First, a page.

The Supreme Court Police Parity Act was approved by unanimous consent, meaning no senators objected to its quick passage. The legislation must also be passed by the House before going to President Joe Biden’s desk for his signature.
Sens. John Cornyn, a Republican from Texas, and Chris Coons, a Democrat from Delaware, introduced the bipartisan bill called the Supreme Court Police Parity Act.
“The events of the past week have intensified the focus on Supreme Court Justices’ families, who are unfortunately facing threats to their safety in today’s increasingly polarized political climate,” said Cornyn in a news release ahead of the bill’s passage Monday evening. “We must act to ensure Justices and their families are protected from those who wish to cause them harm by extending Supreme Court police security to family members.”
“If the families of Supreme Court Justices have the same profile and exposure as the highest ranking officials in our government, they deserve the same level of protection,” Coons added in the release. “We must take threats that come from extremes on both sides of the political spectrum against Supreme Court Justices seriously, and that makes this bill an unfortunate necessity.”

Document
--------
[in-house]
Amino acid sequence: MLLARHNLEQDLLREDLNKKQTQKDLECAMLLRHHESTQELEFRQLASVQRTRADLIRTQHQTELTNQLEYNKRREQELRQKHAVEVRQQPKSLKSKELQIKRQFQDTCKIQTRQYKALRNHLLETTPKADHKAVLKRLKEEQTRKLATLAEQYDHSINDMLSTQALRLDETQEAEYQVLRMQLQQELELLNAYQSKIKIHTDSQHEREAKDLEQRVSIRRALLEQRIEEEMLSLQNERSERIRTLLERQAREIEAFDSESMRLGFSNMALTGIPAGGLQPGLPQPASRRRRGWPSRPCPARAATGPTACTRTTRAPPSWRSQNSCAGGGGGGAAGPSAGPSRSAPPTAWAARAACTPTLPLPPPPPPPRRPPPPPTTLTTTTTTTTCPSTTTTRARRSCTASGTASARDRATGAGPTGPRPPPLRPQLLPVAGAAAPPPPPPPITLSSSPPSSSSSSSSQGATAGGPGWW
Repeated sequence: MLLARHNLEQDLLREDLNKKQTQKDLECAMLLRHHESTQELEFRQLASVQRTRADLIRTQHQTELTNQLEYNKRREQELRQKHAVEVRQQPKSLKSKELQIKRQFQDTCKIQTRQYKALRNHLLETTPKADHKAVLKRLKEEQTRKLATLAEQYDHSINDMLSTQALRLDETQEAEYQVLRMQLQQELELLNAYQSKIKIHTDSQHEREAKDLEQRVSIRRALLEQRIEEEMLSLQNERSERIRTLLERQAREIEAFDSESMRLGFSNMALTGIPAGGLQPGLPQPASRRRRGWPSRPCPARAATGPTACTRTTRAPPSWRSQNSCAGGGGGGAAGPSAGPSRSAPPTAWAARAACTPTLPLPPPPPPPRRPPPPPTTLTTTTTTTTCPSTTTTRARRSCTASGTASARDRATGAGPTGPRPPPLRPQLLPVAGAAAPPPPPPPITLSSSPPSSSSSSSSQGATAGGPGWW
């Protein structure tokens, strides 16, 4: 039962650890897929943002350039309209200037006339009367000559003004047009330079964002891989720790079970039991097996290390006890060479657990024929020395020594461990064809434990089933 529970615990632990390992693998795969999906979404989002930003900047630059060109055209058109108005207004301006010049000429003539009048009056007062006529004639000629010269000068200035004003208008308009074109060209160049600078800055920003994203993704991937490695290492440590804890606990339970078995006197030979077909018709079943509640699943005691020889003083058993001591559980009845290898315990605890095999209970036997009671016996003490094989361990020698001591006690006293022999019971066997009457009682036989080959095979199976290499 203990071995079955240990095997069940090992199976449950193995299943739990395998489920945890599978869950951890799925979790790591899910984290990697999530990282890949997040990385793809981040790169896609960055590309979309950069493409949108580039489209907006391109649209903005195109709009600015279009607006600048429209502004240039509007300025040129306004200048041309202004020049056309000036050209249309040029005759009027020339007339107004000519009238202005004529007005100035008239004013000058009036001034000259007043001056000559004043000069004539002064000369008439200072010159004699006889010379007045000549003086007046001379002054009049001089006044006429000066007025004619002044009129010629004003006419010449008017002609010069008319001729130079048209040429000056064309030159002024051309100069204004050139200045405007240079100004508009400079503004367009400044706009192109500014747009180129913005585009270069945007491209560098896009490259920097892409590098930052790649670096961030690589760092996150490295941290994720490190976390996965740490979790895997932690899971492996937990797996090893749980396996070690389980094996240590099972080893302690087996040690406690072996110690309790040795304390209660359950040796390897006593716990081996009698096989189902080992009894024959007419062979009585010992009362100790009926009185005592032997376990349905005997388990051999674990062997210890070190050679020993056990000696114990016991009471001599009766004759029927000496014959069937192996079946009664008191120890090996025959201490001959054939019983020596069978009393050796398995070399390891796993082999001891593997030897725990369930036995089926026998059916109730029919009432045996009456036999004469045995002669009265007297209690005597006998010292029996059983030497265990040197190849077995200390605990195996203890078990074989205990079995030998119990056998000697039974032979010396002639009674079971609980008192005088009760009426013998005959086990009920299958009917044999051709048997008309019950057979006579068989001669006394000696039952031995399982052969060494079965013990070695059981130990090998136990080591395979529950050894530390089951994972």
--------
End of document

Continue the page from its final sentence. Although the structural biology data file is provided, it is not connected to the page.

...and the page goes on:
The US Marshals Service said in a statement Monday that they are helping to respond to “increased security concerns stemming from the unauthorized release of the draft opinion.”
“The Marshal of the Supreme Court and the Supreme Court Police are responsible for the protection of the United States Supreme Court and its facilities,” the statement said. “The U.S. Marshals Service (USMS) has a strong partnership with the Supreme Court Police, and upon the request of the Marshal of the Supreme Court, the USMS does provide assistance as needed.”
While the USMS confirmed it was assisting the Marshal of the Supreme Court, it declined to comment on specific security measures.
Senate Minority Leader Mitch McConnell slammed the protests outside some justices’ homes, saying they may be “flat-out illegal,” citing a federal law that criminalizes pickets with the intent of influencing a judge.
“Trying to scare federal judges into ruling a certain way is far outside the bounds of First Amendment speech or protest; it’s an attempt to replace the rule of law with the rule of mobs,” the Kentucky Republican said in remarks on the Senate floor on Monday.
This story and headline have been updated with additional developments Monday.
CNN’s Betsy Klein and Whitney Wild contributed to this report.